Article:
Although these drugs are important in treating certain medical conditions most health professionals would agree these drugs should never be given to a healthy baby simply to stop his/her crying.
Side effects include: decreased breathing rate, slow heartbeat, sluggishness, excessive drowsiness, lack of muscle coordination, temporary cessation of breathing, apnea, nightmares, anxiety, delirium, difficulty sleeping, excitement, irritability and hyperactivity in children, hallucinations, increased physical activity and muscle movement, headache, confusion, dizziness, seizures, nausea, vomiting, poor feeding, constipation, nervousness, agitation, anemia, allergic reactions (localized swelling, especially of the eyelids, cheeks, or lips, skin redness and inflammation), angioedema (swelling of face around lips, tongue, and throat, swollen arms and legs, difficulty breathing), low blood pressure, fainting, fever, muscle, nerve or joint pain, softening of bones. Many sedative medications are addictive.
Many different antacid medications are used to treat infant colic with the assumption that an infant's distress is due to the burning effects of heartburn, associated with gastro-esophageal reflux. (See Antacids for more details on the various antacids; their advantages, disadvantages and side effects.)
- Diphenoxylate (Lamitol®, Lomitol®)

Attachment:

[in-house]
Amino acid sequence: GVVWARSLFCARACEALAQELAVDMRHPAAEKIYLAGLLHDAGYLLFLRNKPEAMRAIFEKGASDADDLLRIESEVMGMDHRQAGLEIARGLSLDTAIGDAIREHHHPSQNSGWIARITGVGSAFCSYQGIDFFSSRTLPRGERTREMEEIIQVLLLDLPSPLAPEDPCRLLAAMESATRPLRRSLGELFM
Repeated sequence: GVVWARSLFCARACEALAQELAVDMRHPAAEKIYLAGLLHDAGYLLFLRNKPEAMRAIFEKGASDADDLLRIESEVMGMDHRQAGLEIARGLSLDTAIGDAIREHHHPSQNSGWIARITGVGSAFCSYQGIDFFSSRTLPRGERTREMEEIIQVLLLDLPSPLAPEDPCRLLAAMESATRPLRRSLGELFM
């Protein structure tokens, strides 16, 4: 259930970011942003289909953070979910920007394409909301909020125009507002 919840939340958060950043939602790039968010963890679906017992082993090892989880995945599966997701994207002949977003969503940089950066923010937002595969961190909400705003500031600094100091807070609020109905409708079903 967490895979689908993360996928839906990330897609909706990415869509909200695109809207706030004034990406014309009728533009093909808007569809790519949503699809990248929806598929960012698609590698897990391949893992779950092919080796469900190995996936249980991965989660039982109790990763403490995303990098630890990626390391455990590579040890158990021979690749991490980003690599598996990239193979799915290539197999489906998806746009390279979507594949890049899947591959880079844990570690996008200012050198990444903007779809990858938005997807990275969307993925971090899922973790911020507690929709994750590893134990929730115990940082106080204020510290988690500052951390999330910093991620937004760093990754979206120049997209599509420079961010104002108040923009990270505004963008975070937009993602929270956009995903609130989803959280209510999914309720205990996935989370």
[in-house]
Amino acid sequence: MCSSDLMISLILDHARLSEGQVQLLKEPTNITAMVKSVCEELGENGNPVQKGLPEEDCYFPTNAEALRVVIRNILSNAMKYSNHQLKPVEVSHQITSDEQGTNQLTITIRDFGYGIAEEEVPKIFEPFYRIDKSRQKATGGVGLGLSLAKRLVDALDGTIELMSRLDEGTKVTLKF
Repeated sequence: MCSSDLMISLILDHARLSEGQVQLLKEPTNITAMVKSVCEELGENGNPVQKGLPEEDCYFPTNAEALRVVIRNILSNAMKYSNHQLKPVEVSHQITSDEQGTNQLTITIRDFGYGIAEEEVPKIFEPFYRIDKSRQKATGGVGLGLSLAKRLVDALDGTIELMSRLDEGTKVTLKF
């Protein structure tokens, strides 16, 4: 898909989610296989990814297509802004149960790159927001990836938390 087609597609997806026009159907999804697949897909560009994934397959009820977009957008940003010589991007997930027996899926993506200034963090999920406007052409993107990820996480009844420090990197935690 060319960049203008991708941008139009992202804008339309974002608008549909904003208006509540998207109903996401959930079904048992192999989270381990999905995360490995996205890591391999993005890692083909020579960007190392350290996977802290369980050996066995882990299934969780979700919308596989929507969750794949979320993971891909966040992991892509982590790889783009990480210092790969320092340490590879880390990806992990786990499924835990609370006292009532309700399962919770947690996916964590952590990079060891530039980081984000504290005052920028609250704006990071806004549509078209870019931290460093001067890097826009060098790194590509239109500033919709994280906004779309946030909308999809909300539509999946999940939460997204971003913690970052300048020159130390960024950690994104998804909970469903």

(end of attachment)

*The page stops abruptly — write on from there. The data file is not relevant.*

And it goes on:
Past generations of parents were advised to use diphenoxylate to treat infant colic. Diphenoxylate works by reducing excessive contractions of the intestines which result in diarrhea. However, diphenoxylate is not a medication that health professionals would recommend these days to treat infant colic, because diphenoxylate is a narcotic-derivative, which means it has sedative properties. Many of the side effects described under 'Sedatives' above are also relevant to diaphenoxylate.
Even in the treatment of diarrhea, antidiarrheals are not generally recommended for children. Diphenoxylate should not be used for children under the age of 2 years. Loose watery bowel movements (diarrhea) can be perfectly normal for infants or they can be a sign of an illness or underlying medical condition. Have your baby seen by a doctor is you are concerned about his/her bowel motions.